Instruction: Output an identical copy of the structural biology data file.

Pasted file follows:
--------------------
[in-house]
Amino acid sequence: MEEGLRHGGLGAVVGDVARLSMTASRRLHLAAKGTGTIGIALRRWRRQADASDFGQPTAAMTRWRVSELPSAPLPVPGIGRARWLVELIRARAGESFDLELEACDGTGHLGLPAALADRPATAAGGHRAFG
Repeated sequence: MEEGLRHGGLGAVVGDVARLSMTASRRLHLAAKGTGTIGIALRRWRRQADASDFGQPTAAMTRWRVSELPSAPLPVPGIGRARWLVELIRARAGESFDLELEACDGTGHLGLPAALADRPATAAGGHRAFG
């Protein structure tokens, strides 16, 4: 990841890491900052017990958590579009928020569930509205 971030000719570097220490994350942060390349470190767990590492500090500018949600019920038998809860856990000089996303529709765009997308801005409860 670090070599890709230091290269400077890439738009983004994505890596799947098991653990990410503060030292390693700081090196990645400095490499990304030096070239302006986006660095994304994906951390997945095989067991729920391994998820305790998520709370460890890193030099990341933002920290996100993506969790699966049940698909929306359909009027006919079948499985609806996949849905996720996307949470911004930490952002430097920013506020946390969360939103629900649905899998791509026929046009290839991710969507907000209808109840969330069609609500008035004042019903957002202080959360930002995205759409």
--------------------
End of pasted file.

[in-house]
Amino acid sequence: MEEGLRHGGLGAVVGDVARLSMTASRRLHLAAKGTGTIGIALRRWRRQADASDFGQPTAAMTRWRVSELPSAPLPVPGIGRARWLVELIRARAGESFDLELEACDGTGHLGLPAALADRPATAAGGHRAFG
Repeated sequence: MEEGLRHGGLGAVVGDVARLSMTASRRLHLAAKGTGTIGIALRRWRRQADASDFGQPTAAMTRWRVSELPSAPLPVPGIGRARWLVELIRARAGESFDLELEACDGTGHLGLPAALADRPATAAGGHRAFG
């Protein structure tokens, strides 16, 4: 990841890491900052017990958590579009928020569930509205 971030000719570097220490994350942060390349470190767990590492500090500018949600019920038998809860856990000089996303529709765009997308801005409860 670090070599890709230091290269400077890439738009983004994505890596799947098991653990990410503060030292390693700081090196990645400095490499990304030096070239302006986006660095994304994906951390997945095989067991729920391994998820305790998520709370460890890193030099990341933002920290996100993506969790699966049940698909929306359909009027006919079948499985609806996949849905996720996307949470911004930490952002430097920013506020946390969360939103629900649905899998791509026929046009290839991710969507907000209808109840969330069609609500008035004042019903957002202080959360930002995205759409």